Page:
• Content Count

  • Joined

  • Last visited


About shayned

  • Rank
    Advanced Member

Profile Information

  • Location
  • State
  • Country
  • Post Code
  • Occupation
    Vehicle Broker


  • Boat Owner

Recent Profile Visitors

The recent visitors block is disabled and is not being shown to other users.

  1. Kiwi you're a big lump of a lad, if you are game, a photo along with a rego number passed on to fisheries should see a result.
  2. Strange request I know but can anyone give me 6 or 7 peacock tail feathers to help with a community project. Ta Shayne
  3. Its all in the timing, or you could ask Ray for details on a commercial supplier he knows.
  4. Anything which helps communication is a good thing for my mind, people really don't know the the ramifications of these plants. Wait for your elevated water bill because of the money spent trying to control them.
  5. On the good news front it just might be possible that the weed was identified early enough that this is the one time it may result in a happy ending. Here's hoping!!!
  6. ellicat wrote: That's the difference between turning up for work and turning up for the love of it That stuff breaks up and multiplies quickly from what I've seen when I used to have it in aquariums. Surprised the redclaw haven't gotten on top of it. As Ray knows, I respect his opinions on a raft of matters, but this time I don't believe SEQWater dropped the ball. Last year the northern region manager had enough foresight to spend the dollars to offer up training on aquatic plants for PRFMA members. While I have a love of learning about whole ecosystems regarding our fisheries, I have massive gaps in my knowledge and I happily attended the training day. Without this training I might have missed the specimen I stumbled across (I was looking for a different species of plant at the time). The manager was smart enough to recognise the strengths in PRFMA's member base and take advantage of these things. Personally I back Ellicat's take on things, people like myself and Ray who care about our fisheries and spend the time at them often have a better chance of spotting an issue rather than someone who is worried about getting a range of tasks completed during a work period. That said, this is one of the few times in my life that I really hoped I got something totally wrong, as this species of aquatic weed is absolutely disasterous. It buggers fisheries, with eels being one of the few things that like it. It can grow out to the 10m depth line screwing up bank fisheries, has caused drownings overseas, damaged engines and I believe, can significantly decrease the water holding capacity of a dam. If we need someone to point a finger at, lets take a look at our aquarium industry, suppliers of some complete joy such as parrots feather, ambulia, cabomba, a couple of varieties of Tilapia, redfin and coming to a river near you soon Pearl Ciclads. Feel free to add the other species yourself.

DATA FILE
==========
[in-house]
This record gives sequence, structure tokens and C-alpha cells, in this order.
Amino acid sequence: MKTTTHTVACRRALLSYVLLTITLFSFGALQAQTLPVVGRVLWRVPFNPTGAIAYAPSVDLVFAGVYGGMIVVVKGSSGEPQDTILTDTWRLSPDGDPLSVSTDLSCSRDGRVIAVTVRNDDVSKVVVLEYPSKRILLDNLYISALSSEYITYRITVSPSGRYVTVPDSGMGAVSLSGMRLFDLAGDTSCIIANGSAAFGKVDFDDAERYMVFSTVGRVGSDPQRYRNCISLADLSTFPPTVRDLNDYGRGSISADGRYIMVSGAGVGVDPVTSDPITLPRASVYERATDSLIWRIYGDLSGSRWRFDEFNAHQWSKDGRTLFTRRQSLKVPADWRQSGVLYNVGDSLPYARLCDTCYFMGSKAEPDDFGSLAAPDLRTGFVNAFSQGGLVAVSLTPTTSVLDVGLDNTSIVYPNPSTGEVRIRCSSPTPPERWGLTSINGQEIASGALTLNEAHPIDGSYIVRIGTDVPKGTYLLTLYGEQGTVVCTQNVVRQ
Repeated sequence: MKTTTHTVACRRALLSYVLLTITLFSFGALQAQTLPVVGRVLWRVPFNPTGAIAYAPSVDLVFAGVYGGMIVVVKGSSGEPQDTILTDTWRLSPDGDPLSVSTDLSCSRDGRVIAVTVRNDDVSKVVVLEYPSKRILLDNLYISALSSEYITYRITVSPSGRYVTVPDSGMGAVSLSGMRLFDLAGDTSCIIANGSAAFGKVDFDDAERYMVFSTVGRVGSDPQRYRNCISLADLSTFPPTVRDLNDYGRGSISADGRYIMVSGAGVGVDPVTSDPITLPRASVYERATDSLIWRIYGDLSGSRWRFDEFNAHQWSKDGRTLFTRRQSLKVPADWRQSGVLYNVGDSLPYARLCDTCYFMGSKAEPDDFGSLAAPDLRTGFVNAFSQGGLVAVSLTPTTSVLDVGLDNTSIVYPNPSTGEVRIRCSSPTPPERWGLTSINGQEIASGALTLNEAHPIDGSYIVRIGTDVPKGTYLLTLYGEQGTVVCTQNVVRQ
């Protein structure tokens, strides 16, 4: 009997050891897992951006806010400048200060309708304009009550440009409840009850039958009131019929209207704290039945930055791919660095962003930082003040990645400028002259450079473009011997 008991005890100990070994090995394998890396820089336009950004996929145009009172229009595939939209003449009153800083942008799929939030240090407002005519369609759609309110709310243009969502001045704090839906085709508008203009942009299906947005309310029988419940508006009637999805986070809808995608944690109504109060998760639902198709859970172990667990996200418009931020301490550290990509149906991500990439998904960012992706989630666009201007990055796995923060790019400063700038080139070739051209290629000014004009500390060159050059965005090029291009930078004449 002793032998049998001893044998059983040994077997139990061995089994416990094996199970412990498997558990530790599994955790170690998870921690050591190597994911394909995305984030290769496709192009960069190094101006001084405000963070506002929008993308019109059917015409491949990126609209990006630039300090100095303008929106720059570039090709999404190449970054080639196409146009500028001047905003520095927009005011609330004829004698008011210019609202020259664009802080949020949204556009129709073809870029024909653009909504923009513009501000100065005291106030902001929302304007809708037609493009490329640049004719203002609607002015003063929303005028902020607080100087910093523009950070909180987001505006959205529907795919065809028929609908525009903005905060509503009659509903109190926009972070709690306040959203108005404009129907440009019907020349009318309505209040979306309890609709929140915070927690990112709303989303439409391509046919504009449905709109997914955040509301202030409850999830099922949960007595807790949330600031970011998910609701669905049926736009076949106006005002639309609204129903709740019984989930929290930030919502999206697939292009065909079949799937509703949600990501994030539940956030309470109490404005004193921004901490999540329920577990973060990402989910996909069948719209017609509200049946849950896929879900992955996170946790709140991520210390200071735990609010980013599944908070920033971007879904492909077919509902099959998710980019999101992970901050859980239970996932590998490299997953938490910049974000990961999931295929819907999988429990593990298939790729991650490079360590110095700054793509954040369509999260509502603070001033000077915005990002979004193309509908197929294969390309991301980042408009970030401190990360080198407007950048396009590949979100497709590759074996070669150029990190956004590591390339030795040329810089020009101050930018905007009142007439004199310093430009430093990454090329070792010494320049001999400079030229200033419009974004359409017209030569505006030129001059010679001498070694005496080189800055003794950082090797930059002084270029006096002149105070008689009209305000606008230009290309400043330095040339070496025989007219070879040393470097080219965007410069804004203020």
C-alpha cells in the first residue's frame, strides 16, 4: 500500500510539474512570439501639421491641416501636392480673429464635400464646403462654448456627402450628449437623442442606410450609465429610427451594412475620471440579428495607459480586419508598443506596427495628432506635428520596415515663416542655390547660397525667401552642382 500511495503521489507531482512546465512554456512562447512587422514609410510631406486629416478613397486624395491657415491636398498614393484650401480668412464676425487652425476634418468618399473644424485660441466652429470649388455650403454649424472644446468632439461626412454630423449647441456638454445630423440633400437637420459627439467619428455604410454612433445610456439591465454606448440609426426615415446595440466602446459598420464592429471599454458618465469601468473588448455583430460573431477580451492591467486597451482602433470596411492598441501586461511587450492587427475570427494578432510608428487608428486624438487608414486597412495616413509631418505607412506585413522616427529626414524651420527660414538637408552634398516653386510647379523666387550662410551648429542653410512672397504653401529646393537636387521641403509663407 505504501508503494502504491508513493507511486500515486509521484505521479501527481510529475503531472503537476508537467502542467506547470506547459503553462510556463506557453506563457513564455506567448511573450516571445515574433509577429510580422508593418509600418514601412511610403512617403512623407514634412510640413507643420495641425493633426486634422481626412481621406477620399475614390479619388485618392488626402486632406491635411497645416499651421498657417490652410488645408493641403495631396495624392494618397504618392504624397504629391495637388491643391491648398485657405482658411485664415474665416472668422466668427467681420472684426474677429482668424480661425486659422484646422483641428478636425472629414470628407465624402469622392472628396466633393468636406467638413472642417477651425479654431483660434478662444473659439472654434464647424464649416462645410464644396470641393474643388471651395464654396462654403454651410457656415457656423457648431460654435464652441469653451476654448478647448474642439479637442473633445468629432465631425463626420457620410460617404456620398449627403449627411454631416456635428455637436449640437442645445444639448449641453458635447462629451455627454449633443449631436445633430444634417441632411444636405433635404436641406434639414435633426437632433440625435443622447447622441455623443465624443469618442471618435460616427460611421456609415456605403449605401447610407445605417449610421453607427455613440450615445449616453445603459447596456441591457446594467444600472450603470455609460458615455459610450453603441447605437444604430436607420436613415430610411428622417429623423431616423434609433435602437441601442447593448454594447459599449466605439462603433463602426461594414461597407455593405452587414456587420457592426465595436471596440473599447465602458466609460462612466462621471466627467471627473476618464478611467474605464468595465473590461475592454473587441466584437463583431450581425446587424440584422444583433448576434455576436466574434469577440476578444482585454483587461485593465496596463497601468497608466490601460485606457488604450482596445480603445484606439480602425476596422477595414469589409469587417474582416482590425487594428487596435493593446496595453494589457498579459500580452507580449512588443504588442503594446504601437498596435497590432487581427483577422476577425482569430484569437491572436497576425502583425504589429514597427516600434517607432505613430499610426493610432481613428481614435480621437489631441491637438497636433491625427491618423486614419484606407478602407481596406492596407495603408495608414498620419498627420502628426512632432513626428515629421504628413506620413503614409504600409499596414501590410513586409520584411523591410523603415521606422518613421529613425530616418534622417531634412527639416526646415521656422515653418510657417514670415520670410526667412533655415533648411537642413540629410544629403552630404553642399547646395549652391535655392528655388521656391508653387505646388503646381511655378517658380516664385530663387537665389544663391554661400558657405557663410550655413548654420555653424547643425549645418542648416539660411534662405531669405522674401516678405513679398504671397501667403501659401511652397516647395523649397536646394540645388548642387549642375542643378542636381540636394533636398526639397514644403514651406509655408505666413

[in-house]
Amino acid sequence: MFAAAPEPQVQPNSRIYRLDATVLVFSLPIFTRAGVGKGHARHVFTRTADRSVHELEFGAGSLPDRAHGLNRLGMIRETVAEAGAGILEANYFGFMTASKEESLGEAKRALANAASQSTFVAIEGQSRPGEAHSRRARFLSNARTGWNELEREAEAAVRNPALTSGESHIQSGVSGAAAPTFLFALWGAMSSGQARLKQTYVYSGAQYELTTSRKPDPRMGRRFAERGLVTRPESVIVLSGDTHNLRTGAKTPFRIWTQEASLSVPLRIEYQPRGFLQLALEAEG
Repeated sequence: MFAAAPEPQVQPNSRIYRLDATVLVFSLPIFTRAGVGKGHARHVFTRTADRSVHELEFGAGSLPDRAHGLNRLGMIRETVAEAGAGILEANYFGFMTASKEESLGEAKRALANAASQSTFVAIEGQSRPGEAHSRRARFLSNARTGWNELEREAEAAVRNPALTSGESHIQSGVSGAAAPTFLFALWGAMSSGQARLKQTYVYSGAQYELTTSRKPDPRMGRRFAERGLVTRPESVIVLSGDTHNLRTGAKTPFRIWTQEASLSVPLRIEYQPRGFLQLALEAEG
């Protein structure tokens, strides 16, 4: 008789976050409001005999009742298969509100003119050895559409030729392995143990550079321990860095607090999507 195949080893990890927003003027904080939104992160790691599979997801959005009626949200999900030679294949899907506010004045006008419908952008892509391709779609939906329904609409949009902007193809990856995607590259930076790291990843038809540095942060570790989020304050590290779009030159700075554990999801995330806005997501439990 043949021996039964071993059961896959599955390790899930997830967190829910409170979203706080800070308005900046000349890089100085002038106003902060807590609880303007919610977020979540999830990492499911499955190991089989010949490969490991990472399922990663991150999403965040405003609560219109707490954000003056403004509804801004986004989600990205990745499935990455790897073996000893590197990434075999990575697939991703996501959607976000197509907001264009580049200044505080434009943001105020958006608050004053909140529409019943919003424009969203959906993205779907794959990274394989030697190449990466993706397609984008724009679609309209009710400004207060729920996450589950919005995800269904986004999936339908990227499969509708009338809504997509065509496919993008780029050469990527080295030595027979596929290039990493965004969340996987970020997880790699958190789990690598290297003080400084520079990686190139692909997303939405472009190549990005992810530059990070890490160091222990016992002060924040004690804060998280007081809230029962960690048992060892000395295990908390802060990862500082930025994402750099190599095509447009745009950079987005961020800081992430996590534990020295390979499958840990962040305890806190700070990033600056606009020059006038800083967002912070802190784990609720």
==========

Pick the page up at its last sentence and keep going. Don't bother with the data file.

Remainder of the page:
7. Ha, buy some replacement hooks as well, big flatties cant resist the switchblades. Haven't lost a lure yet but I keep breaking hooks while landing the big girls.